Published by Redhook; June 25, 2013
Hardcover, 416 pages
Received from publisher through NetGalley - thanks!
A rare meteorite struck Alex Woods when he was ten years old, leaving scars and marking him for an extraordinary future. The son of a fortune teller, bookish, and an easy target for bullies, Alex hasn't had the easiest childhood.
But when he meets curmudgeonly widower Mr. Peterson, he finds an unlikely friend. Someone who teaches him that that you only get one shot at life. That you have to make it count.
So when, aged seventeen, Alex is stopped at customs with 113 grams of marijuana, an urn full of ashes on the front seat, and an entire nation in uproar, he's fairly sure he's done the right thing ...
Introducing a bright young voice destined to charm the world, The Universe Versus Alex Woods is a celebration of curious incidents, astronomy and astrology, the works of Kurt Vonnegut and the unexpected connections that form our world.
- Description from Goodreads.com
The Universe Versus Alex Woods starts off with a bang. A very confusing, incredibly bizarre bang. Nevertheless, it draws you in. It makes you want to continue. I'm pretty sure it's safe to say that the beginning to this book was one of the best I've read - and a great start to an equally bizarre book.
The first thing we learn about Alex once he starts on his story is that he was hit by a meteorite as a child. At first, this seemed slightly random and superfluous but as I read, it became clear to me just how important the meteorite was to the development of Alex. Without that occurring, would Alex have still developed his signature cautiousness? His awkwardness? Would he still be as lovably naive and innocent? These are all the things I loved about Alex's character and without the bed-ridden (and hospital-ridden) part of his childhood, I don't think we would have been able to see that. Heck, he might have ended up like Decker and Asbo!
It's also these characteristics that makes Alex's relationship with Mr. Peterson so interesting to read about. And while they're both very different, I think it's their shared awkwardness that brings them together. It was such a joy to watch them both develop throughout the book. Everything progressed very organically and it felt authentic (which is kind of my favourite thing in a book). I loved their conversations - the constant clash of naivete and innocence with sarcasm was brilliant. On occasion, Alex and Mr. Peterson share a deeper conversation and that was always a breath of fresh air. It provided me with new insight and really made me think.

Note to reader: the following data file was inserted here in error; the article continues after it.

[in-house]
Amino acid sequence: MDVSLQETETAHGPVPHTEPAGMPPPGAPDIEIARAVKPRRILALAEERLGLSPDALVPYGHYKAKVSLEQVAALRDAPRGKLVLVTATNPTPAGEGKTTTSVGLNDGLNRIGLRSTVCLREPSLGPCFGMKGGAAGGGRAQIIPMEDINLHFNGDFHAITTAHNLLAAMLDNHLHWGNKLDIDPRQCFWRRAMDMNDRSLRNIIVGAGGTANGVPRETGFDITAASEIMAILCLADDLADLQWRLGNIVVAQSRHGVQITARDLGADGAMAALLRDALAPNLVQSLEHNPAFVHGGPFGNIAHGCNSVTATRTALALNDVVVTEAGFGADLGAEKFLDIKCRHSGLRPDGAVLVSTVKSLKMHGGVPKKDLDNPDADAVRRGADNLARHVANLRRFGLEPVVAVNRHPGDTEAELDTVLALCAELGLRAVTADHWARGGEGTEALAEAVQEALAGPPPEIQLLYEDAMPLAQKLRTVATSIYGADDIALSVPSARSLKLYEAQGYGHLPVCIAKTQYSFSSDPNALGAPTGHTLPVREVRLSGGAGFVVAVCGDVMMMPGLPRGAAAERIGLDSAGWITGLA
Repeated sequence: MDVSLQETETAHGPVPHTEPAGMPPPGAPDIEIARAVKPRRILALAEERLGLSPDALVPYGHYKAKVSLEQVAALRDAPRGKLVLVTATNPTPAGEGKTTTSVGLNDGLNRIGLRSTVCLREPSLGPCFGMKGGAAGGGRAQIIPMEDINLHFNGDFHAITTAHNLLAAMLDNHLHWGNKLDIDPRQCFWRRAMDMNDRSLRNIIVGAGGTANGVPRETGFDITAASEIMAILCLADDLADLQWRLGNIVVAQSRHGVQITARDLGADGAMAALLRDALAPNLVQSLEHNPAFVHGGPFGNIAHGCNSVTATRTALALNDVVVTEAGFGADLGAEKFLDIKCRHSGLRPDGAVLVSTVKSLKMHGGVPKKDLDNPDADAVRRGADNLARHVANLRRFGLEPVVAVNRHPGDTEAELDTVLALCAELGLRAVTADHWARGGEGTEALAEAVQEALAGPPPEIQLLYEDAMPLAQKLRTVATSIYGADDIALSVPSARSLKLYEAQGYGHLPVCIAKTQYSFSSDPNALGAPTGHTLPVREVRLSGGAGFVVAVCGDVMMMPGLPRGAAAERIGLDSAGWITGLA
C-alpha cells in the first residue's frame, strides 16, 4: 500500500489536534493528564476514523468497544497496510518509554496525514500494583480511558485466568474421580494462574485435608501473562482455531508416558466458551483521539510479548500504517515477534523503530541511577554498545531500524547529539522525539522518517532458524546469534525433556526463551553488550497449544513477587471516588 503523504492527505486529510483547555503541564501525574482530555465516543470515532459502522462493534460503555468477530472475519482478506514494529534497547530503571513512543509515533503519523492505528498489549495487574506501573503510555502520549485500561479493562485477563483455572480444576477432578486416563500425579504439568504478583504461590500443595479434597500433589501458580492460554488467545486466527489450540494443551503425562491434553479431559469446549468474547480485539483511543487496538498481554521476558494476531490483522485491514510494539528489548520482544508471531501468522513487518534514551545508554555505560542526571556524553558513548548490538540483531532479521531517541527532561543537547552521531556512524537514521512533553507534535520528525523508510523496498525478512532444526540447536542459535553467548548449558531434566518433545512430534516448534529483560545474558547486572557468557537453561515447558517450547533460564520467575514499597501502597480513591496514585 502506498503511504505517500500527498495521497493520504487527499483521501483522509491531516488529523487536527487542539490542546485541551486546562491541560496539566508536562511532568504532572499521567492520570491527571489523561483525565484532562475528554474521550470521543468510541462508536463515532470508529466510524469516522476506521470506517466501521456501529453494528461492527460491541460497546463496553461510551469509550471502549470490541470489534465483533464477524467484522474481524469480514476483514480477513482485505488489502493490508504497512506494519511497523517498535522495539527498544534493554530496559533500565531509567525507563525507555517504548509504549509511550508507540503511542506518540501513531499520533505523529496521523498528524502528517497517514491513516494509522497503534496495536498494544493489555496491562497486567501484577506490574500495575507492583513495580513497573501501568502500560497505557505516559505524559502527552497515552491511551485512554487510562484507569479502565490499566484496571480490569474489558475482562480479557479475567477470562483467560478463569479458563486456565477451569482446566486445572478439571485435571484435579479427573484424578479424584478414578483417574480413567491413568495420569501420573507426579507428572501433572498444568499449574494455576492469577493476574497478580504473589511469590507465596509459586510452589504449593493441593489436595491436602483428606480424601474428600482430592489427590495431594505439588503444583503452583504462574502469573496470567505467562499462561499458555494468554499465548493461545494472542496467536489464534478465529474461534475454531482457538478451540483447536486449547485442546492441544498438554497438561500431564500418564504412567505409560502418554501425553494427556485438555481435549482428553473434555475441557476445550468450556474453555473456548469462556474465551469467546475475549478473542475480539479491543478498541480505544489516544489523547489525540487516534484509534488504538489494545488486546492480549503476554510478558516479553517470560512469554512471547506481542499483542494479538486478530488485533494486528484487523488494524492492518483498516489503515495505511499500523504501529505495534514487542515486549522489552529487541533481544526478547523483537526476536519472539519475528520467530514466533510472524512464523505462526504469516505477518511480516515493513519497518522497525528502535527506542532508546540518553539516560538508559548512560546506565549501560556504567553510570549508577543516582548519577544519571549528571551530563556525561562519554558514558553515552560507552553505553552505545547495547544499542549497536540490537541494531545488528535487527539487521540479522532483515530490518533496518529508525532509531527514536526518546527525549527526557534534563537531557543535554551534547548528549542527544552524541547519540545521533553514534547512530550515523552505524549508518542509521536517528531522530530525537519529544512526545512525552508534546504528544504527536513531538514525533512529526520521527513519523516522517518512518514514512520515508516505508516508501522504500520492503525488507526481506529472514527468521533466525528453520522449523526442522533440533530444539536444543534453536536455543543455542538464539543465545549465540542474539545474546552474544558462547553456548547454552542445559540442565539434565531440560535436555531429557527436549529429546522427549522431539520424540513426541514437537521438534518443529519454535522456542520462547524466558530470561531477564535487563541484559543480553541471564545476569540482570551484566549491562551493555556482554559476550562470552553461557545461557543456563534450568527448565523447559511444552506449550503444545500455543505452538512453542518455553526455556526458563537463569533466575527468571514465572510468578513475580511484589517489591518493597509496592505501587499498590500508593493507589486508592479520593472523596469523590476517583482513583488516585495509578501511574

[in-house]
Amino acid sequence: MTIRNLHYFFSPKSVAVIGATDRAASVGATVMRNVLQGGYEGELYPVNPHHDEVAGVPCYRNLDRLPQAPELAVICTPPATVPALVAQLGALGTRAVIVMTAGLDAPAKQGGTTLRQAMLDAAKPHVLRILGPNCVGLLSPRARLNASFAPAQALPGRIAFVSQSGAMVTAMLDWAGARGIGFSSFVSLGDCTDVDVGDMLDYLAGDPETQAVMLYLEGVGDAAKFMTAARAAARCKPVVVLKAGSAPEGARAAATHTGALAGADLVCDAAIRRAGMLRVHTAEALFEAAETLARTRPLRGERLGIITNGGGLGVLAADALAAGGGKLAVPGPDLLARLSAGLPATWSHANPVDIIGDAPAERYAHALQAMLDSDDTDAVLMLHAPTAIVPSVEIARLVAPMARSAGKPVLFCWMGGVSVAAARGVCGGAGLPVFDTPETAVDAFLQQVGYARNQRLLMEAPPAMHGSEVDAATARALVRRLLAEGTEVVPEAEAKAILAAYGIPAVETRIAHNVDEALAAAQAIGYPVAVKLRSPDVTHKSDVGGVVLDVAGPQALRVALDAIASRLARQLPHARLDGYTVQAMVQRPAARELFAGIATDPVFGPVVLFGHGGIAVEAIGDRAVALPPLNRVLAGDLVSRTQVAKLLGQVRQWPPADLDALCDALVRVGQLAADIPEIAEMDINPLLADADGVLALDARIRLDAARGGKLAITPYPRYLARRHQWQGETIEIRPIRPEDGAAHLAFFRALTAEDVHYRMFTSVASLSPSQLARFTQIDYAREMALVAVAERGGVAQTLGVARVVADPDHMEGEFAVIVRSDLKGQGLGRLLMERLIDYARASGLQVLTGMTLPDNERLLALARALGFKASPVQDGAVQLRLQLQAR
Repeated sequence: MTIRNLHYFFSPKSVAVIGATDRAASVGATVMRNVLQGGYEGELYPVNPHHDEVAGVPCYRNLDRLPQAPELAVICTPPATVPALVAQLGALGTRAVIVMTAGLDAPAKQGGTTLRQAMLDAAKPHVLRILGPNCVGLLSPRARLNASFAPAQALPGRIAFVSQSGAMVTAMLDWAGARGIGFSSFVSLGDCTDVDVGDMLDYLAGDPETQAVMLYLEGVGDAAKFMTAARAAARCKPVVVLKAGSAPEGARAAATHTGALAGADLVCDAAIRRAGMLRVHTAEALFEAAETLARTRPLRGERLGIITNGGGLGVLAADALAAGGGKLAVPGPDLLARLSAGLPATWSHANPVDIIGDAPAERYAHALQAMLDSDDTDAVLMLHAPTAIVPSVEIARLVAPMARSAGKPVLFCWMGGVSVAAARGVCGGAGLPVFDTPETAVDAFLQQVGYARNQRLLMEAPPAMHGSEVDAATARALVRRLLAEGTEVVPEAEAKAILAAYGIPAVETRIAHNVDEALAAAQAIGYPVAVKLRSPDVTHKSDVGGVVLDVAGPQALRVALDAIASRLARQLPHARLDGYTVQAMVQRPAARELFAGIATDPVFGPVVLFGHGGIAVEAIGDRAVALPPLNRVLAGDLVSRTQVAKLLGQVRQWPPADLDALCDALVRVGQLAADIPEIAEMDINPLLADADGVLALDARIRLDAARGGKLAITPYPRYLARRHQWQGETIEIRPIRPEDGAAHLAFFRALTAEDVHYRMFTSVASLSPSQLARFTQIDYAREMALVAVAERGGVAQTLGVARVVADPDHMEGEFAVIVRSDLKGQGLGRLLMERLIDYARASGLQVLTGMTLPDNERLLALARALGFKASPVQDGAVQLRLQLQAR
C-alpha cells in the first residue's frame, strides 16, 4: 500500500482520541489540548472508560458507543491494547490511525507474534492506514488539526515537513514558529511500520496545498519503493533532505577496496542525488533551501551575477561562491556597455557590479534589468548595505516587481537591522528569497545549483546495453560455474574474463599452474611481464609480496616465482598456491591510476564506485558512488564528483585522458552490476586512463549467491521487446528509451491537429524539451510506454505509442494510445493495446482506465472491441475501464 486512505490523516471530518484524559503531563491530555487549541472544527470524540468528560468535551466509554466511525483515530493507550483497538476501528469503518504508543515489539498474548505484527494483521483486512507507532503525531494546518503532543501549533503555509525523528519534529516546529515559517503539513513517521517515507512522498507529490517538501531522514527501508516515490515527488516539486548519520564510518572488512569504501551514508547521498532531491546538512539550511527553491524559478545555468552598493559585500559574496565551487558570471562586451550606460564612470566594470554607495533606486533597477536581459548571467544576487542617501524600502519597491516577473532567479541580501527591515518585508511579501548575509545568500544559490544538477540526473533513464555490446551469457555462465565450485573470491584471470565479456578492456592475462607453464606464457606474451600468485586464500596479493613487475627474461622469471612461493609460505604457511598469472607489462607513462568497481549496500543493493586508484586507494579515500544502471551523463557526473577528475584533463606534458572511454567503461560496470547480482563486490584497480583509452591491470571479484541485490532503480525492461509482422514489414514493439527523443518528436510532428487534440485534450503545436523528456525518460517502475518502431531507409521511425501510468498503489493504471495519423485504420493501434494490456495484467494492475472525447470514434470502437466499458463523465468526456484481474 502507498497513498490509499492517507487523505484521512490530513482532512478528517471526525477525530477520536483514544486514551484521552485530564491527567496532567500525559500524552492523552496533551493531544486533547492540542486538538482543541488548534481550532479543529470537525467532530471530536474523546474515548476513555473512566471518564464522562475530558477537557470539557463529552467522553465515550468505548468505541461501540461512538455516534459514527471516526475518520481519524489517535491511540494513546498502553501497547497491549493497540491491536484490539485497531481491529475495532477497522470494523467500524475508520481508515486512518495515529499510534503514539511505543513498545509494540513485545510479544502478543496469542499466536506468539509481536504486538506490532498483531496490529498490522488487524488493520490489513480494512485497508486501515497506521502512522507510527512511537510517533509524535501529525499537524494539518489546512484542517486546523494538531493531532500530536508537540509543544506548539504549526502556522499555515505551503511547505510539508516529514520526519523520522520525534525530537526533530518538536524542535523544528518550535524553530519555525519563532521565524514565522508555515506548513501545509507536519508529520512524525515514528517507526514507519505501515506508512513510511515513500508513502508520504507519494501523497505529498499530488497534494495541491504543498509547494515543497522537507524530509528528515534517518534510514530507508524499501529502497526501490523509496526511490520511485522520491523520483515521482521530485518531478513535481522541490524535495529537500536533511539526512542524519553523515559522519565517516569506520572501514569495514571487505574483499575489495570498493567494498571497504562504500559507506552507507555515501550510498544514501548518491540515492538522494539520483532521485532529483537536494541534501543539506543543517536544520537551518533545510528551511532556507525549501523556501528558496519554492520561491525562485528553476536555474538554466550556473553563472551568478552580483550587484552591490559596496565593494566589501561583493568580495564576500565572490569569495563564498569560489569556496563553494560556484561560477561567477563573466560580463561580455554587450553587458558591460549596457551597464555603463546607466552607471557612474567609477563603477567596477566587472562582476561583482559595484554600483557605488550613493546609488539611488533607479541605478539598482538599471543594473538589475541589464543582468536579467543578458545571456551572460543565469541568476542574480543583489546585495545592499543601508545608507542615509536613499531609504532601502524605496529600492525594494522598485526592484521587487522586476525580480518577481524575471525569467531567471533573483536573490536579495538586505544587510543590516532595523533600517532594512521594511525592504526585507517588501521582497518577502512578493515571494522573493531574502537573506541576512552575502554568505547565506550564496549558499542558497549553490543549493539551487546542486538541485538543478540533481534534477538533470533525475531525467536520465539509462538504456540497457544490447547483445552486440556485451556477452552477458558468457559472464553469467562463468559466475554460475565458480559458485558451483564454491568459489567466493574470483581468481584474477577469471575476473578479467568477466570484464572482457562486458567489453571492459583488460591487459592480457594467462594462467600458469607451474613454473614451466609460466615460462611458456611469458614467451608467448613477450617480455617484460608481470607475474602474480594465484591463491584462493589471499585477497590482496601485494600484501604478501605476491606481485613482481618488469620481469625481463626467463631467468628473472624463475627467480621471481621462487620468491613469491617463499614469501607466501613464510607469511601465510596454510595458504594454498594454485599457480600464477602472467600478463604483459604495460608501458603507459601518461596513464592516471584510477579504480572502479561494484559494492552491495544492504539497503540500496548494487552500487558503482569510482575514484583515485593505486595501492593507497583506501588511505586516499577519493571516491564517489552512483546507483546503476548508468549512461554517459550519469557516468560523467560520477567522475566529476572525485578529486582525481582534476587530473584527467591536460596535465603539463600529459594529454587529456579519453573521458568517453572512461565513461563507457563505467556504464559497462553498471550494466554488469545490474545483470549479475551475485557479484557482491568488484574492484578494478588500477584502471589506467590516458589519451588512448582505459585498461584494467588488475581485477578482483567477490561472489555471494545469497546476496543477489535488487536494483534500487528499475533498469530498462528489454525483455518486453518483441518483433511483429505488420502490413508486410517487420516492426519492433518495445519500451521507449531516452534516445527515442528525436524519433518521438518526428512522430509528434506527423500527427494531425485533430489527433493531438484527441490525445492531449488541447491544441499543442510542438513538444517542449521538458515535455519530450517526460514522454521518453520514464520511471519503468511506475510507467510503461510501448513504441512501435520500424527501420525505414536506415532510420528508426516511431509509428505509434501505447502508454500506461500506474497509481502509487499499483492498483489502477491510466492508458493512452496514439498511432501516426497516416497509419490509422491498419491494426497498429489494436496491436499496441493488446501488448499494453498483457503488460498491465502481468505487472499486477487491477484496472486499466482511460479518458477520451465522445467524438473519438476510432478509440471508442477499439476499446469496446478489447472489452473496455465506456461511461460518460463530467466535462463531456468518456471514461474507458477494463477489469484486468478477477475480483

As strong as The Universe Versus Alex Woods does start off though, the narration becomes rather dull towards the end and with the conversations between Mr. Peterson and Alex getting fewer and fewer, there wasn't much for me to look forward to.
However, the ending was great. I thought it wrapped the story up nicely. And while I did shed a tear here and there, by the end, I - like Alex - felt nothing but happiness. It took a while after I had finished for me to grasp just how much I enjoyed this book. As I'm writing this review, memories of my favourite scenes and quotes are flooding back. I'm thinking about all the wonderful things I've learned while reading this and that is truly not something that happens often after finishing a book. Simply amazing.